When the no-write region 203 is utilized as a redundancy region in this way and there is a fault address ADRF, the process requires an operation of writing the code CODEF at the redundancy address ADRC that replaces the fault address ADRF where the code CODEF is originally to be written. Such a process will be described next.

FIG. 5 is a flowchart illustrating the write operation to the memory core 22. In Step S301, the no-write region information WRGN and the fixed value FXVL are written to the information storage region 201. Preferably, the position of the information storage region 201 is determined by default, e.g. at the smallest physical addresses. Next, in Step S302, given code CODE is written at a physical address ADRP in the code region 202. In Step S303, verification is performed to see whether the physical address ADRP is faulty or not. When the decision is favorable, the process returns to Step S302 to write the next code. Though not specifically shown in FIG. 5, Step S302 is not performed after the code CODE has been written to the entire code region 202.

When the verification in Step S303 decides the physical address ADRP as faulty, it is regarded as a fault address ADRF (Step S304). Then, the code CODE originally to be written at the fault address ADRF is regarded as code CODEF, and a redundancy address ADRC for storing the code is set in the redundancy region 203 c (Step S305). For example, the redundancy region 203 c is set at the smallest physical address in the no-write region 203. When there are a plurality of fault addresses ADRF and the redundancy region 203 c is to be expanded, it is expanded sequentially to larger physical addresses.

Then, in Step S306, the code CODEF is written at the redundancy address ADRC. Also, verification like that of Step S303 is applied to check the redundancy address ADRC. When the decision indicates a fault, the process moves to Step S308 to stop the write operation. Alternatively, the process may return to Step S305 to set a redundancy address ADRC again. In this case, it is desirable to previously set an upper limit value of the re-setting. This is because redundancy addresses ADRC cannot be re-set unlimitedly, since the no-write region 203 is used to set not only the redundancy region 203 c but also the redundancy indication region 203 a and the redundancy conversion region 203 b.

When the decision of Step S307 is favorable, the process moves to Step S309 where the fault address ADRF and the redundancy address ADRC are associated with each other and stored in the redundancy conversion region 203 b. In the no-write region 203, the redundancy conversion region 203 b is located at the second largest physical address, for example. When there are a plurality of fault addresses ADRF and the redundancy conversion region 203 b is to be expanded, it is expanded sequentially to smaller physical addresses.

Then, in Step S310, the redundancy indication information FRGN indicating the position of the redundancy conversion region 203 b is stored in the redundancy indication region 203 a. For example, the redundancy indication region 203 a is set at the largest physical address. After Step S310 is done, the process returns to Step S302 to perform Step S302 and the following steps until the code CODE has been written to the entire code region 202, unless the process moves from Step S307 to Step S308.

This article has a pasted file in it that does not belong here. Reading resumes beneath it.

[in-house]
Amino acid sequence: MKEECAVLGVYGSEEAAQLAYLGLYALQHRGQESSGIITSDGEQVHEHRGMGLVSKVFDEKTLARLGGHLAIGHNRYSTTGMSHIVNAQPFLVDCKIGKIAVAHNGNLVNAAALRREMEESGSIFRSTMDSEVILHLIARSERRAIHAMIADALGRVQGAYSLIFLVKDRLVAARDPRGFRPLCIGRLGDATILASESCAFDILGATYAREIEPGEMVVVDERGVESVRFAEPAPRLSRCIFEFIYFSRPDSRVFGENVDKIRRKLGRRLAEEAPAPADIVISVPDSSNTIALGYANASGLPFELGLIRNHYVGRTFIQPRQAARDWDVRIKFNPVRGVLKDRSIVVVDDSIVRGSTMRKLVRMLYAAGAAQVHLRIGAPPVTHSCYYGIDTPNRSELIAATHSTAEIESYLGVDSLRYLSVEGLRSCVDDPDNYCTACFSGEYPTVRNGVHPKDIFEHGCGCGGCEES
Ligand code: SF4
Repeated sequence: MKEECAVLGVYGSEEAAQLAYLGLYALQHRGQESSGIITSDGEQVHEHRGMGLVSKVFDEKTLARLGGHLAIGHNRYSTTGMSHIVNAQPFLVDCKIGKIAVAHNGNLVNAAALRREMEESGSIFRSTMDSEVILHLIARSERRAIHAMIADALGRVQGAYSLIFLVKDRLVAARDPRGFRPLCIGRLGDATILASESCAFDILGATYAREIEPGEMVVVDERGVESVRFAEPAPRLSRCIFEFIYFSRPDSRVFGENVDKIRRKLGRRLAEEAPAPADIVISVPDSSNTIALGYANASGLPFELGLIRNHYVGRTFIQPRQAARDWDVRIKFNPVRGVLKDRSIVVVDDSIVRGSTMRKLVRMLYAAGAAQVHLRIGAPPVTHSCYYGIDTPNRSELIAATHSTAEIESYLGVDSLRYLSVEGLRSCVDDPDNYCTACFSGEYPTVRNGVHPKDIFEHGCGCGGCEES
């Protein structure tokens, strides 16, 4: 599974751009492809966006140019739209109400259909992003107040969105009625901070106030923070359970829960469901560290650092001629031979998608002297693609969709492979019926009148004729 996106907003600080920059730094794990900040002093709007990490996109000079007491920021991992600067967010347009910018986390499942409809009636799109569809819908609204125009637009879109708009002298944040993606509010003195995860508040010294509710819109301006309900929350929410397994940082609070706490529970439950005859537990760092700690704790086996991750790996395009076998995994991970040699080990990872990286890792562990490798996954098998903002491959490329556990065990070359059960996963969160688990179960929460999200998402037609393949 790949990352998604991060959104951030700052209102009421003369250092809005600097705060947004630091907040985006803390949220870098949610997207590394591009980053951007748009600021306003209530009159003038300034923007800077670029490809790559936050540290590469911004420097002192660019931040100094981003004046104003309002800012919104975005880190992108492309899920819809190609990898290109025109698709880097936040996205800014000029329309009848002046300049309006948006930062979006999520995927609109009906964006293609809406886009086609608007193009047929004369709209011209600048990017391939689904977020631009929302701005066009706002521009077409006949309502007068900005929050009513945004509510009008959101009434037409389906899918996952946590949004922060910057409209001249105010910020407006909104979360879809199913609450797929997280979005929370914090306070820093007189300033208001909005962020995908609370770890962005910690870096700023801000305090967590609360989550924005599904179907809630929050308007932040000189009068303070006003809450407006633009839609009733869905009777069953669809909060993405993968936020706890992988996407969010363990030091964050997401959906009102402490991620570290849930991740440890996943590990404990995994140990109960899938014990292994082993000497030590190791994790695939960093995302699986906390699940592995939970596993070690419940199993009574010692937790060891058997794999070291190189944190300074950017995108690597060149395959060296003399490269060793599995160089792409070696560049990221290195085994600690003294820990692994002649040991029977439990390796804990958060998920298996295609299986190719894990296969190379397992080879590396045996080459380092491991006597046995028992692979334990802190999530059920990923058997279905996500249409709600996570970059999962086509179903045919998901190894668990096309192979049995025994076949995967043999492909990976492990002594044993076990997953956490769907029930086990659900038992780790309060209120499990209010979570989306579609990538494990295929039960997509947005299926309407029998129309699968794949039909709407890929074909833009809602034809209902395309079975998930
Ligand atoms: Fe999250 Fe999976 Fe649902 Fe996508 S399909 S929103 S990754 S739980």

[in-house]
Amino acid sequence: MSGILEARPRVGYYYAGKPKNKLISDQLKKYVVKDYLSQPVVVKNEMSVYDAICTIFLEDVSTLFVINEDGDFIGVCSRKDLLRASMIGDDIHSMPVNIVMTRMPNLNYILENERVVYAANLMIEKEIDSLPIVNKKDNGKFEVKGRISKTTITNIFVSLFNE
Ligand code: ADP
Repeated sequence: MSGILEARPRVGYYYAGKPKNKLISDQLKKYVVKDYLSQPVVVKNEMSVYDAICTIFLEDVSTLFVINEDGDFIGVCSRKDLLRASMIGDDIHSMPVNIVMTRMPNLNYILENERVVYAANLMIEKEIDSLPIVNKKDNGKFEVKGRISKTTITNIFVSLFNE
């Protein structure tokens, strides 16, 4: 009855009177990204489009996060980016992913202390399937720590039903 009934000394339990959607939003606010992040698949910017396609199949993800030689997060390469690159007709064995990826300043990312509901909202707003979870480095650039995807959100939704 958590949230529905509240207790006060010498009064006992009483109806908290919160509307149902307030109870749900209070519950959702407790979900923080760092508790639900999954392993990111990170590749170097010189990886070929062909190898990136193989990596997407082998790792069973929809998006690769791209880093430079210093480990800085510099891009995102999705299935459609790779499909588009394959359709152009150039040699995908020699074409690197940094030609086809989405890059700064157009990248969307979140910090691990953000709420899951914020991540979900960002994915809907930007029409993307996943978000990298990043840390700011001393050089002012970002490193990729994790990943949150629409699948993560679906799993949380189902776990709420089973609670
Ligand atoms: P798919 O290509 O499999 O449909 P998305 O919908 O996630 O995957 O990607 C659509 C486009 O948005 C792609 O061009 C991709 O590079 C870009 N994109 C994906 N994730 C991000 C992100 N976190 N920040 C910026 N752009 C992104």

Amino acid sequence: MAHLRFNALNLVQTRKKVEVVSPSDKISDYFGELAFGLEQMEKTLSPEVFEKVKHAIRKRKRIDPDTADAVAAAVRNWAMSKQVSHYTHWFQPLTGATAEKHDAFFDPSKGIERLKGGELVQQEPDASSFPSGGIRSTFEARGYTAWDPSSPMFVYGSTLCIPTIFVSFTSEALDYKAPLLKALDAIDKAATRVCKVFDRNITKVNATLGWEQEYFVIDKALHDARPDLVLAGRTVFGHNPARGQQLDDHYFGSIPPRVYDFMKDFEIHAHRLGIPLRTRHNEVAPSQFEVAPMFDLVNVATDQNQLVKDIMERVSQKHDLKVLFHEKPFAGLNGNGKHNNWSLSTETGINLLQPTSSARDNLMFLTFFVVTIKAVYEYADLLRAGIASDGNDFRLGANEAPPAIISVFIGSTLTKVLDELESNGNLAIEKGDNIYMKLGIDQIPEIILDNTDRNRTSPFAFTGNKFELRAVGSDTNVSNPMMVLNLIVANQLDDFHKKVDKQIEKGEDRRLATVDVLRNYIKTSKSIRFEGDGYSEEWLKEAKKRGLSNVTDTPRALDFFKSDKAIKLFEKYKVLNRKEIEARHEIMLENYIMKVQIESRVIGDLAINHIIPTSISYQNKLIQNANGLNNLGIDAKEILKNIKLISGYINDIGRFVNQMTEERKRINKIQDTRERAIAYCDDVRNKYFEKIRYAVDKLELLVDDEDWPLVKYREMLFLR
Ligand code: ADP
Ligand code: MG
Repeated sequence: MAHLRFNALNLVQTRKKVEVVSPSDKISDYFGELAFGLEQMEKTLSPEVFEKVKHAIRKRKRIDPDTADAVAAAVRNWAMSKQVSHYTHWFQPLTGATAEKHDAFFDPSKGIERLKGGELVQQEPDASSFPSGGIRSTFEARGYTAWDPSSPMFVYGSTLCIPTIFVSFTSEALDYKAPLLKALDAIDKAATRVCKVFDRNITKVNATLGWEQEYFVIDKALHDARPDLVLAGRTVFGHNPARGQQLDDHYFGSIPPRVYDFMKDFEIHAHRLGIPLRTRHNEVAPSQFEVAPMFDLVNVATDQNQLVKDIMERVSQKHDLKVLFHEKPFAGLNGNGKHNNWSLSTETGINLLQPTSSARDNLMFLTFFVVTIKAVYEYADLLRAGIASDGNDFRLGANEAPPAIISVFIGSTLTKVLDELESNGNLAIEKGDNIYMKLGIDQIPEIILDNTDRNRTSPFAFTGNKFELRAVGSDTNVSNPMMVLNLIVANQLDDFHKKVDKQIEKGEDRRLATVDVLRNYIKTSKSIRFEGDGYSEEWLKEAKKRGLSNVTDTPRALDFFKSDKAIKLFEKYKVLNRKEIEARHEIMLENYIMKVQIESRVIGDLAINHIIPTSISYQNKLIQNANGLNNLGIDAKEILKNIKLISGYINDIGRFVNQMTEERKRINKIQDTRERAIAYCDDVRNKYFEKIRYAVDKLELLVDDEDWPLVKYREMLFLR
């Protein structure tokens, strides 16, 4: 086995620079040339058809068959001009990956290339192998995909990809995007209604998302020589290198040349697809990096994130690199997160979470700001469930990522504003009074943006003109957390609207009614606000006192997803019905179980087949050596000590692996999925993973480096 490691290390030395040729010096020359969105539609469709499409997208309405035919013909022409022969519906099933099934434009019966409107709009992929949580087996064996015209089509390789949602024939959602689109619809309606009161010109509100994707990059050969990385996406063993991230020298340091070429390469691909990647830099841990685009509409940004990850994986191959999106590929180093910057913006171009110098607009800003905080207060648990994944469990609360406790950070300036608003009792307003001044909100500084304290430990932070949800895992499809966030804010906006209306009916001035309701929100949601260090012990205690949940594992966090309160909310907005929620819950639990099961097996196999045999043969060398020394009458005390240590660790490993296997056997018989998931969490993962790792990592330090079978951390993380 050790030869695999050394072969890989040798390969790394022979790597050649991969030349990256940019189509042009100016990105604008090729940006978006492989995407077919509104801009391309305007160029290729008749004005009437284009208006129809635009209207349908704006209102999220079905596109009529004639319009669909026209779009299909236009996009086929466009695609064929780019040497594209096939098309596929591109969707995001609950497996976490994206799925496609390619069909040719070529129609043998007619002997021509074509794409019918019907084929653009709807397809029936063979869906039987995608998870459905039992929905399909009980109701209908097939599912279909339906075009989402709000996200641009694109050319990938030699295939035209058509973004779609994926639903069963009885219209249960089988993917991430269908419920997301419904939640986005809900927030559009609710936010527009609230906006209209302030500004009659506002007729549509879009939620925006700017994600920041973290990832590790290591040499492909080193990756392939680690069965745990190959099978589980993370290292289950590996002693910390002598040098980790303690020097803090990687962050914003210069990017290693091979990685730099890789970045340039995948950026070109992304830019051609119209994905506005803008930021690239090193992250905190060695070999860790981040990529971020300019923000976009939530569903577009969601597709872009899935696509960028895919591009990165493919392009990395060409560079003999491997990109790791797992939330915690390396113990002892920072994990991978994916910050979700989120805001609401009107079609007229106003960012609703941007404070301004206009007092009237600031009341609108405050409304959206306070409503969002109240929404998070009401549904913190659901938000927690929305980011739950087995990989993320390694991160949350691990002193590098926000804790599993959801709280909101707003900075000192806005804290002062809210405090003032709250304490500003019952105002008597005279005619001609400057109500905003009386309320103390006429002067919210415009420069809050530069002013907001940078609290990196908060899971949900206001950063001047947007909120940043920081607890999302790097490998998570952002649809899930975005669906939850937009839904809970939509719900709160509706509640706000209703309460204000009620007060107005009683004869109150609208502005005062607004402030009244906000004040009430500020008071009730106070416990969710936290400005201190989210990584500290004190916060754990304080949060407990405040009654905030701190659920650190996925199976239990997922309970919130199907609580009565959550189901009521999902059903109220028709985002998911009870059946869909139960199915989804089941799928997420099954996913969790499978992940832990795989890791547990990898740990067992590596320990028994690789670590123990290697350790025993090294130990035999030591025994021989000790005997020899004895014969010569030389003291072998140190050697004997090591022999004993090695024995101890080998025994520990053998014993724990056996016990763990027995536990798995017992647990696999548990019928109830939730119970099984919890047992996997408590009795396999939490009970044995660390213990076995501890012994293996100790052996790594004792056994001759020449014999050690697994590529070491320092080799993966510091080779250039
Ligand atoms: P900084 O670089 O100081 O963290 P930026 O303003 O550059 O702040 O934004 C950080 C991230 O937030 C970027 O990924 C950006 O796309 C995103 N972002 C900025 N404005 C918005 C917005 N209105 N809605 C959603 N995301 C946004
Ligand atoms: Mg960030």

The write operation described so far provides the address space 200D shown in FIG. 3. The memory core 22 has a redundancy function, but the ROM 2, seen from the outside, is regarded as storing the fixed value FXVL in the no-write region 203.

The address conversion table 211 is modified in Step S203, and the redundancy address(es) ADRC are stored in the register 212 in Step S204. Accordingly, when the physical address ADRP is updated after Step S104 or Step S105, the process can return to Step S102 as in the first preferred embodiment. It is thus not necessary to read the no-write region information WRGN, fixed value FXVL and redundancy address(es) ADRC from the memory core 22 at each access to the physical address ADRP, which avoids considerable delay of access.

Third Preferred Embodiment

The specification 100 of a ROM to which program code is written is not always provided in the form as illustrated in FIG. 12. FIG. 6 is a diagram conceptually showing another example of the specification 100. This specification 100 simply specifies logical addresses and a group of data DATA to be stored at the logical addresses. FIG. 7 is a diagram conceptually illustrating the contents of the data group DATA. Program code CODE1 and a fixed value group VL1 are located at different addresses. The fixed value group VL1 is a collection of fixed values FXVL.

When the specification 100 is provided in such a form, the no-write region information WRGN indicating the position of the fixed value group VL1 and the constituent fixed values FXVL are obtained by scanning the entirety of the data group DATA.

Since the specification does not specify addresses for storing the no-write region information WRGN and fixed values FXVL, the no-write region information WRGN and fixed values FXVL cannot be stored in the address space to which the memory core 22 is assigned.